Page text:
The ocean glimmers with each passing wave, winking at adventurers brave enough to explore its depths. Of the many adventures to be had in the water, treasure hunting amidst sunken ships just might be the most thrilling. It’s a siren song of ships that made an unfortunate watery detour, their riches untouched and stories untold.
One shipwreck that had its riches resurface is the SS Gairsoppa, a steam merchant ship of British origin.
A Ship Loaded with Bullion & Supplies
Amid the backdrop of World War II in 1941, the sea was the stage for a savage war between German U-boats and the Allied forces’ ships. SS Gairsoppa left Calcutta in December 1940 to join the convoy through to English docks, its cargo intended to refill the nations coffers. Laden with bullion, Gairsoppa weighed almost 7,000 tons in total and the worsening weather and limited maneuverability led to dwindling fuel supplies. Doubtful of their capacity to reach Liverpool in that state, the Captain sought permission on the 2nd month of their journey to dock at the nearest port, which happened to be on the western coast of Ireland.
Like a sheep caught away from the flock, Gairsoppa separated from the convoy and was spotted by a long-range German aircraft, the Focke Wolf Condor. If the Condor was the eye in the sky, the U-boats were the Wolf Packs of the sea, ready to spring into action and take down any Allied ships left vulnerable. An unescorted and heavily-loaded cargo ship was easy prey, and the Gairsoppa sunk a mere 20 minutes after being torpedoed.
The crew was given the order to abandon ship, but unfortunately only two lifeboats successfully made it into the water. Second Officer Richard Ayres was aboard, instrumental in the quick response that allowed them respite from the machine gun spray and raging fire of the wreck. 31 men out of the 85 strong crew of the Gairsoppa were on his boat, but none knew how to sail. Ayres repaired the damaged rudder with an oar, set course for east, and divided up the spare blankets and little rations amongst the shocked survivors.
They had been at sea for thirteen days before they glimpsed land, the Lizard Lighthouse on the Cornish Coast outlined in the distance. Unfortunately, punishing waves caught their lifeboat as they made for a small cove, with fellow crewmen drowning as it capsized and Ayres himself thrown up onto the rocks.
He was close to the end of his willpower upon seeing the fatalities, when he heard the voices of three young girls calling out to him to “keep swimming”. Betty Driver and the Martin sisters had been out for a stroll along the cliffs when they spotted the little craft, racing to call Coastguard for help and pull Ayres to safety. One can only imagine what a harrowing experience this must have been for a man who put the lives of his crew above his own.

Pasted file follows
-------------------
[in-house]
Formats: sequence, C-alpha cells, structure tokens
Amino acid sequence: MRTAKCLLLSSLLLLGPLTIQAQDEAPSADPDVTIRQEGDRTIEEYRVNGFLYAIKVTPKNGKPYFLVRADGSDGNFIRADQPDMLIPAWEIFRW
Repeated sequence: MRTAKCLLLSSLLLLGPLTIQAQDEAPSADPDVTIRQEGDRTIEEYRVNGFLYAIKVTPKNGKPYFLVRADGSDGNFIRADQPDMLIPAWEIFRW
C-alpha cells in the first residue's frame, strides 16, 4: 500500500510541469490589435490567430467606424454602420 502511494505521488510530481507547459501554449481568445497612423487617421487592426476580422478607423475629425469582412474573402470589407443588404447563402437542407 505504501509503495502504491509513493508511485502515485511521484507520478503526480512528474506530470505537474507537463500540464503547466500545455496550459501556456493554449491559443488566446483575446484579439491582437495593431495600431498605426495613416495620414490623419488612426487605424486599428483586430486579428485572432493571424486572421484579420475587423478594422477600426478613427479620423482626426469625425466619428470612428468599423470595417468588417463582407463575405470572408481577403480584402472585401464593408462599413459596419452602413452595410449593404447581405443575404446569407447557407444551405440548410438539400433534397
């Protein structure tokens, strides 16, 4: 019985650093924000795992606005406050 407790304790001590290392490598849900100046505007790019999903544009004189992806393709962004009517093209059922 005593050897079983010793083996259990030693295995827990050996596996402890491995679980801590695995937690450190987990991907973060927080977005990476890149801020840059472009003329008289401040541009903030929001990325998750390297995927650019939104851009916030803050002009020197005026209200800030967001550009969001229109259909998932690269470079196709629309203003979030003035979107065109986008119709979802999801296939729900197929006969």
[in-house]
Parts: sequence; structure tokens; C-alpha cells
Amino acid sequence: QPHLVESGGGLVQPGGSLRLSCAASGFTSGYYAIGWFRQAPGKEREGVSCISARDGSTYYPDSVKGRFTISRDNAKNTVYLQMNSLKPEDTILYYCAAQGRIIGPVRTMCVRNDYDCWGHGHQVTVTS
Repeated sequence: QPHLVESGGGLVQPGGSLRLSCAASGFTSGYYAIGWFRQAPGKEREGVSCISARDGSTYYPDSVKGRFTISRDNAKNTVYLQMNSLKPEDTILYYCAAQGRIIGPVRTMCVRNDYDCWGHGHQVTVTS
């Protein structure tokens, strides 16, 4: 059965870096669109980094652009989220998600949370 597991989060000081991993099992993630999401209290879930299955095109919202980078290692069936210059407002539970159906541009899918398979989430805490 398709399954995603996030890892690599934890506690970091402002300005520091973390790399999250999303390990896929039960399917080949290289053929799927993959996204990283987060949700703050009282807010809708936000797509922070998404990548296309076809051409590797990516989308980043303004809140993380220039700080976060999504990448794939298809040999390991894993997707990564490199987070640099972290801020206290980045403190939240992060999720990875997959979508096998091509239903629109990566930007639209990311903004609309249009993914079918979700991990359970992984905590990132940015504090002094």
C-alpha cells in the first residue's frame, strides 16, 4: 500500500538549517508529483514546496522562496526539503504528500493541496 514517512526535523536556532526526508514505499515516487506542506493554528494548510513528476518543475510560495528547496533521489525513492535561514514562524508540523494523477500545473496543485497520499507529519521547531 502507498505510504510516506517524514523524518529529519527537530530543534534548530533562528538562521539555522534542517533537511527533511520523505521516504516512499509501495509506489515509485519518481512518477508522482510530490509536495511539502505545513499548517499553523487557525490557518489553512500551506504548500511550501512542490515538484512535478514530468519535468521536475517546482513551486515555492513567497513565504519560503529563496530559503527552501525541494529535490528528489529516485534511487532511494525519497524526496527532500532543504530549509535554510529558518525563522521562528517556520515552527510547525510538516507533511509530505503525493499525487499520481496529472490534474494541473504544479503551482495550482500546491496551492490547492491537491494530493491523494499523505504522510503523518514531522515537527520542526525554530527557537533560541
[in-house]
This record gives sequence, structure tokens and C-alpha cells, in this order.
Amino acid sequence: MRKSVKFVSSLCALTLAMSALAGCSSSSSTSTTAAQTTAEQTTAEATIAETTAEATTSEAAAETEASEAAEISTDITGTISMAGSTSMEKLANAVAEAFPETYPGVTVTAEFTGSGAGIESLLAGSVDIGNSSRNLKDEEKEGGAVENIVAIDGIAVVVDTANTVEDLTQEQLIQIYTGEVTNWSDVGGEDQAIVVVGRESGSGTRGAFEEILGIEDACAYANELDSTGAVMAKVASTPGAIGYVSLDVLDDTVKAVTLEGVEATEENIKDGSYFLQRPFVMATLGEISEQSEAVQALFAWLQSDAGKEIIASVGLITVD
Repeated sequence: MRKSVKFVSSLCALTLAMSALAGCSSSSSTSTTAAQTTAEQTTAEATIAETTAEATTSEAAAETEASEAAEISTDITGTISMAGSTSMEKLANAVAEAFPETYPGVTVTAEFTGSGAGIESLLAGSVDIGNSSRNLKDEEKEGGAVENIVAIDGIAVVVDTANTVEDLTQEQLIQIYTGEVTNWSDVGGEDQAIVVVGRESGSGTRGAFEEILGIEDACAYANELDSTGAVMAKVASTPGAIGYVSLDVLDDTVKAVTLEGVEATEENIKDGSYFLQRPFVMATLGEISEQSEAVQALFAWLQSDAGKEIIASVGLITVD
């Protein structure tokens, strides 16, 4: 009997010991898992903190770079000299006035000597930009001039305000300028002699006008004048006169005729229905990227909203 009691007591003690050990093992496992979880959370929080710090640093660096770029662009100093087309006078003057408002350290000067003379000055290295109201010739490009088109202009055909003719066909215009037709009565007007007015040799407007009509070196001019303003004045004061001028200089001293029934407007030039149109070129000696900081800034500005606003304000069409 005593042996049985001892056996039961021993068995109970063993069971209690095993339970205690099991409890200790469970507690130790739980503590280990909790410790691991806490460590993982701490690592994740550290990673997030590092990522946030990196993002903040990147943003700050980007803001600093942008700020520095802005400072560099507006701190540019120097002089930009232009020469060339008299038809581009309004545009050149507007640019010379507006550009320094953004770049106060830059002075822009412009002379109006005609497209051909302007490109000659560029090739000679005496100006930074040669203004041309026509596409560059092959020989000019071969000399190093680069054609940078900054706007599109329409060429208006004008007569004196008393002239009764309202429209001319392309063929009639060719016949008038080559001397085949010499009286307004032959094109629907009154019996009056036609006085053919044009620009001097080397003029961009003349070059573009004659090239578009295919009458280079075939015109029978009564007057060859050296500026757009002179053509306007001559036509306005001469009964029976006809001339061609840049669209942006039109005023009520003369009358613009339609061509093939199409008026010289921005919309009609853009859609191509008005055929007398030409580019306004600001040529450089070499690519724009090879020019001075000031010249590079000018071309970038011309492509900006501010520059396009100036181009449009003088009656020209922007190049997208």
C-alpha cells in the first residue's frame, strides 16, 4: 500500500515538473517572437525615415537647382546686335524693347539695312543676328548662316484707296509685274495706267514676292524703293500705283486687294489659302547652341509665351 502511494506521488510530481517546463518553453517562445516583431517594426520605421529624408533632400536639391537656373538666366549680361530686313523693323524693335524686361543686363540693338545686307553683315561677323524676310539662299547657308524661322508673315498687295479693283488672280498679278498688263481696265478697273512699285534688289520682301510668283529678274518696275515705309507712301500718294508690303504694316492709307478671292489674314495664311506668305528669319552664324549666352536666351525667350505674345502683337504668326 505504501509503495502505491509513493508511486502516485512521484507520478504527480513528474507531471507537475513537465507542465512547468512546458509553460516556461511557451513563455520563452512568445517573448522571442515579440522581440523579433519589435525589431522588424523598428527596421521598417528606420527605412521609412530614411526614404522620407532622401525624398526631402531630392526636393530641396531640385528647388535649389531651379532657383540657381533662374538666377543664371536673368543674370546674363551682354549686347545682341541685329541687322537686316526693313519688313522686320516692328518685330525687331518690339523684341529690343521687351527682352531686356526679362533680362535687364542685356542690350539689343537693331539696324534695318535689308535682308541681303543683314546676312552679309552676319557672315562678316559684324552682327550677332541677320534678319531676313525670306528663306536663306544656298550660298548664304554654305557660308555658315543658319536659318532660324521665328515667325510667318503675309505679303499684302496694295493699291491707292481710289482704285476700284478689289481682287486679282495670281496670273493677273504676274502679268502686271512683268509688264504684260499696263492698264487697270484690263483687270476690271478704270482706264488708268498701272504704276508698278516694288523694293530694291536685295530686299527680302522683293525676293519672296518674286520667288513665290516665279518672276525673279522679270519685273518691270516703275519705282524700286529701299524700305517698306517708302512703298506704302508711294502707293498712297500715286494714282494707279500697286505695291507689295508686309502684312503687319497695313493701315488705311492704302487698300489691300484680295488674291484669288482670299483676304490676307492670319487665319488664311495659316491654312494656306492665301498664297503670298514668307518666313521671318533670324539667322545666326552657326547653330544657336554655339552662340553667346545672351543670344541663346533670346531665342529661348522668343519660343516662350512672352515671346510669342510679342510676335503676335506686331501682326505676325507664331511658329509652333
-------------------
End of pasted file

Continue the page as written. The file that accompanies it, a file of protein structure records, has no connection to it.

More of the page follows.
Even beyond death, his respect for them shone through, as he ensured during his recuperation that the Muslim crewmen’s bodies to be buried in accordance with their religious rites. The bodies of the four crewmen were given proper burials in St. Wynwallows Church nearby. Richard Ayres was awarded an M.B.E. in recognition of his service, and the great efforts he’d taken to keep his fellow survivors alive.
A Sunken Ship Rises
What an irony that submarines downed the once mighty Gairsoppa and decades later, submarines were just as instrumental in its recovery. The team behind the cargo retrieval took painstaking efforts not only for the bullion but also for the rest of the freight aboard her. Other finds from the ship included enough tea to sustain about 65% of Britain’s population for an entire week. This was intended to help boost morale during the war, with Britain’s weekly prescribed tea rations measured 30 cups per adult.
Though a tragic tale, the recovery of the SS Gairsoppa was a boon from the sea. The preserved letters, photographs and postcards gave closure to the friends and family of the lost crewmen, and some remain on display in museums today. For those interested, an online exhibit called Voices from the Deep provides a visual tale on the recovered craft, echoing the atmosphere of wartime and man’s resilience in the face of adversity.
In 2011, the expedition that had been looking for the long lost ship struck gold—or rather, silver— around 300 miles off the coast of Ireland. A year prior, the UK government issued a mandate to salvage the silver bars that the ship had been carrying back in the 1940s. Odyssey Marine Exploration Inc. received the contract and upon successfully finding the ship, began the arduous task of documentation and recovery.
At this point, the Gairsoppa had sunk 4,700 meters below the surface, roughly half a mile deeper than the Titanic. The bullion recovery took more than a year, unearthing over 110 tons or 2,792 silver ingots from the wreck. This amounted to almost 99% of the recorded silver it was transporting, or a whopping €137 million in estimated value. As fortuitous as this gift from the sea proved to be, the Gairsoppa had even more hidden treasures in the form of preserved documents that gave insight to such a tumultuous time in history.